If you see the newly announced features for Windows 10 Fall Creators Update, you’ll notice a common thread running through them. Each one has been designed and created with this multi-device usage in mind.

Take Pick Up Where You Left Off, for example. Microsoft is hoping that app developers will utilize this feature to create UWP apps that will seamlessly allow the user to switch devices anytime without losing their flow.

Another example is the cloud-based clipboard that will let users copy from anywhere and paste anywhere else. Copy on a Windows device, paste it on iOS or Android, and vice versa. Something like Apple’s Universal Clipboard, but across multiple platforms as well as devices.

Timeline is yet another example of this. It lists apps and workspaces that you used before, but across all the devices you’re logged into.

It’s the same with OneDrive Files On-Demand. Using the omnipresence of the cloud, users will be to fetch individual files from their OneDrive account without the need to sync or download entire folders on whatever device they’re working on at any given time.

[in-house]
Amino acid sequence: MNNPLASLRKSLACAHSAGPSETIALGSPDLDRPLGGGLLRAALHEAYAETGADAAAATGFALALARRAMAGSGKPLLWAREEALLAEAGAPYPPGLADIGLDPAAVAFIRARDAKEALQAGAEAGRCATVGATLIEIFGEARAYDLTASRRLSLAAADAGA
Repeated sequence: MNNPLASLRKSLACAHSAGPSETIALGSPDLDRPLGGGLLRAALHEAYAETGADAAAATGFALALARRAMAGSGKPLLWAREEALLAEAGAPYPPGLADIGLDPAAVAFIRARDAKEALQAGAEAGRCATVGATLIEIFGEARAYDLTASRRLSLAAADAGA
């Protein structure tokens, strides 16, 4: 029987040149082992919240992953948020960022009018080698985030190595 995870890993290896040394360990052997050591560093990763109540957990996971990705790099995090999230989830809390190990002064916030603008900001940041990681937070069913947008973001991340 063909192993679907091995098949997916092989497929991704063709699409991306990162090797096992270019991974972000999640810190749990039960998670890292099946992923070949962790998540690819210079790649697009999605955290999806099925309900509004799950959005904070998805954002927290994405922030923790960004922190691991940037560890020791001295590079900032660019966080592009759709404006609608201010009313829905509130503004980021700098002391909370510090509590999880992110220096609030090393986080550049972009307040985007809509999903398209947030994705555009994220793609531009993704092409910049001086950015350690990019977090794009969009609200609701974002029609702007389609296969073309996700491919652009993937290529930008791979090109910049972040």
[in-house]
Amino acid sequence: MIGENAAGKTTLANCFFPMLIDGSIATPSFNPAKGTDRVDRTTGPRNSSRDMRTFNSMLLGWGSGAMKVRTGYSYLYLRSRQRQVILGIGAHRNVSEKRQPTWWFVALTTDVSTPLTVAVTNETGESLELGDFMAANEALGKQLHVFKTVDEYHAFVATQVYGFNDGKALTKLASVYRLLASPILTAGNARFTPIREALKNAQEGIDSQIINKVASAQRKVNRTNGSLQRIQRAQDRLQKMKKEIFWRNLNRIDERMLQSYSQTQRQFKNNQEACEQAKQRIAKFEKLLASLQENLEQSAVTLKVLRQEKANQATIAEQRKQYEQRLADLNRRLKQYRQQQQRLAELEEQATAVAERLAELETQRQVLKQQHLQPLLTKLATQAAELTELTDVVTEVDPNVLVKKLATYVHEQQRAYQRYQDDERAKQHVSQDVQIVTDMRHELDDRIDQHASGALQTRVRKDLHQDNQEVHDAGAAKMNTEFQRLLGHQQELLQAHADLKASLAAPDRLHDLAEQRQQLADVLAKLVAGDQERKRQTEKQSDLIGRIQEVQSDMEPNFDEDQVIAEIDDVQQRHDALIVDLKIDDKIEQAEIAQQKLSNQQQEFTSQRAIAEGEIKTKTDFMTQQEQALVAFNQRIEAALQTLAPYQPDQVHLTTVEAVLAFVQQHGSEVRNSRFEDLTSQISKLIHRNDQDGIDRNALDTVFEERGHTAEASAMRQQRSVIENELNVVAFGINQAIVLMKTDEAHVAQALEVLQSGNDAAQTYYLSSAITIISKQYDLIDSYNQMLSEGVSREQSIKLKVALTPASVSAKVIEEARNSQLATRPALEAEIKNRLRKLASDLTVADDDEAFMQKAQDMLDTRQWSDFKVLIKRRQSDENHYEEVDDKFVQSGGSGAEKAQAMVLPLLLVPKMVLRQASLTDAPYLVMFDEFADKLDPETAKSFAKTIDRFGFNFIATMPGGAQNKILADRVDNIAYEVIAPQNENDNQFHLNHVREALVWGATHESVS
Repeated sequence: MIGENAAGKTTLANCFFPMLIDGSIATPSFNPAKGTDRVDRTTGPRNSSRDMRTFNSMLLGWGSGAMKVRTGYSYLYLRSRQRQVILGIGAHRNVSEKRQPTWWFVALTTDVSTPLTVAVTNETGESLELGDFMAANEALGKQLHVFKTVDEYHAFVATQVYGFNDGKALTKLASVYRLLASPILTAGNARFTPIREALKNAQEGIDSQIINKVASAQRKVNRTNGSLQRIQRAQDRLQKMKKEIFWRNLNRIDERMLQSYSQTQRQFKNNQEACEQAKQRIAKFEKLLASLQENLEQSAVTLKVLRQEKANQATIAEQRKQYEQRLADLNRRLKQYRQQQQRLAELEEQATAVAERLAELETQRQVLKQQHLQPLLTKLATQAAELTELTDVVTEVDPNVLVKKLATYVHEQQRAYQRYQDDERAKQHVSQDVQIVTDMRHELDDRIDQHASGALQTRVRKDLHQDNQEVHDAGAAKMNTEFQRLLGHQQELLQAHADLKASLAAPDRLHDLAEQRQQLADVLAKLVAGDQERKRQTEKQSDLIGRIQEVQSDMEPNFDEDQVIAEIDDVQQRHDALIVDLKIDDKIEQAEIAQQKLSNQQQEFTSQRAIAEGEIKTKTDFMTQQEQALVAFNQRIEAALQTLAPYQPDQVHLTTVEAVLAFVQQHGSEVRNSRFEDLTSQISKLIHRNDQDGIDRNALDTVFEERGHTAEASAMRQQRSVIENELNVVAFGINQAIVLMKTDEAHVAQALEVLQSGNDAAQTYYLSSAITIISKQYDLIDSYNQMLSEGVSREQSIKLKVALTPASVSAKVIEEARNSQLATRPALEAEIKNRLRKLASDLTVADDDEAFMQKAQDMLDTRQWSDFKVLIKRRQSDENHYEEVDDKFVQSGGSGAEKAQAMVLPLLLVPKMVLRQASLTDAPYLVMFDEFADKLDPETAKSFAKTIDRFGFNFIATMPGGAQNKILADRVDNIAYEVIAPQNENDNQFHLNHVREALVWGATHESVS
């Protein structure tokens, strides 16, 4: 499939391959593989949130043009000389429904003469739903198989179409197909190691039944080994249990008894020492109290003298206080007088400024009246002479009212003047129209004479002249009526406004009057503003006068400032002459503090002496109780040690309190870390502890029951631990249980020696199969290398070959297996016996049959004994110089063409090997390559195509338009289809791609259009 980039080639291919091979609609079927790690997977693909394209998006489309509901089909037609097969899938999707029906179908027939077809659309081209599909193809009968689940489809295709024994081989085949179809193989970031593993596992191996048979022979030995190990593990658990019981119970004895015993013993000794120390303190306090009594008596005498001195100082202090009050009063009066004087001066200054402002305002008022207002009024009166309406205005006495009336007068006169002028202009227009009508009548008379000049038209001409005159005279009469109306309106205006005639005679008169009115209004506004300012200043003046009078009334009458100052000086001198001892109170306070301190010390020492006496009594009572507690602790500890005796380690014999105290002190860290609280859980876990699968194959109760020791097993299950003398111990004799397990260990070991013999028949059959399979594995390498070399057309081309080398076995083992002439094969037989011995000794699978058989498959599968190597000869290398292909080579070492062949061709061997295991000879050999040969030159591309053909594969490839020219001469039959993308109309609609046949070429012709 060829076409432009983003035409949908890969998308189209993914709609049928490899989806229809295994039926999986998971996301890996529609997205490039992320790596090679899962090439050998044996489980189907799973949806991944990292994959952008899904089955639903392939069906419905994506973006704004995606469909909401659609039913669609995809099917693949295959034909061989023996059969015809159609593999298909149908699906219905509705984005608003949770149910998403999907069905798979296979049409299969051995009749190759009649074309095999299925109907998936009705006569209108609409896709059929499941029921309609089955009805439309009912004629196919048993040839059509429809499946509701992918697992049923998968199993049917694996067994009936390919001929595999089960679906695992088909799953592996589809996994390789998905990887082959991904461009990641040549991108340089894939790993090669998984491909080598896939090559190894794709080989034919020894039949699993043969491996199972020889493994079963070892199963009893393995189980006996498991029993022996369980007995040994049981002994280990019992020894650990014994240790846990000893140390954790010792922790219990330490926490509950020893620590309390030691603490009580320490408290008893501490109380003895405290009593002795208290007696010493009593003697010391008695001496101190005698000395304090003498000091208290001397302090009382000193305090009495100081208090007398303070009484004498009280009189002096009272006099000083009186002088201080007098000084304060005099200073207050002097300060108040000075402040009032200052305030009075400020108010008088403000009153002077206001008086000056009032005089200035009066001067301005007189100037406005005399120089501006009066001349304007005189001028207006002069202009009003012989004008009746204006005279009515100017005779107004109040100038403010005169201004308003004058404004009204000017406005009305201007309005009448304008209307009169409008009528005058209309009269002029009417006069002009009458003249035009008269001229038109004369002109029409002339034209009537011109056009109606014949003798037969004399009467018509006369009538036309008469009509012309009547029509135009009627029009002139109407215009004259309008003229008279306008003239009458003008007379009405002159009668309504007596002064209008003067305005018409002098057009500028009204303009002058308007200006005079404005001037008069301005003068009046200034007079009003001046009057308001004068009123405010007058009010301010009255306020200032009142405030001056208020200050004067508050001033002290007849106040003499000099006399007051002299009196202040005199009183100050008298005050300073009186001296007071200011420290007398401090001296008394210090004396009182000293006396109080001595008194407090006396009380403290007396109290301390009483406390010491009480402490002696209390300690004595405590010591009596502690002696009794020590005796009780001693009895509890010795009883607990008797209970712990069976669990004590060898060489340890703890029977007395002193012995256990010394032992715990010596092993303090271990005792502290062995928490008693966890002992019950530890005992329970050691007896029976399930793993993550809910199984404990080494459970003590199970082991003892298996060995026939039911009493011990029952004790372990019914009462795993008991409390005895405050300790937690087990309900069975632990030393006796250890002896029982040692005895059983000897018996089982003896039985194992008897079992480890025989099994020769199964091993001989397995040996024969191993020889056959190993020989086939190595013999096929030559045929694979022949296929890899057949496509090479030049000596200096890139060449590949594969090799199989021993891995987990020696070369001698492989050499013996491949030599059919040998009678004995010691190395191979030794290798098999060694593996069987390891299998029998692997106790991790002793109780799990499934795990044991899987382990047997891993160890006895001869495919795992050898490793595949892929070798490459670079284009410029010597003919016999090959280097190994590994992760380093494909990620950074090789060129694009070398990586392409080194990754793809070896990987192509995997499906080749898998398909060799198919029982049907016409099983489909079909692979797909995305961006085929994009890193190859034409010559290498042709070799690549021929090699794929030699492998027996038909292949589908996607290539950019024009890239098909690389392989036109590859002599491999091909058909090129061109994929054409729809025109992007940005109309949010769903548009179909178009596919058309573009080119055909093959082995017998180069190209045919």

The biggest feature is possibly Fluent Design, which is basically the newly given name for what was called Project NEON. This design language is expressly meant to be “fluent” no matter what device a particular app is being viewed on. It is at the heart of Windows 10, and will focus on bringing the same visual and esthetic dexterity that Windows 10 brings to the functionality side of things.

All of these features, and a lot more that will be revealed in Insider Preview builds as the weeks and months progress, point to this new vision that Microsoft has been working on.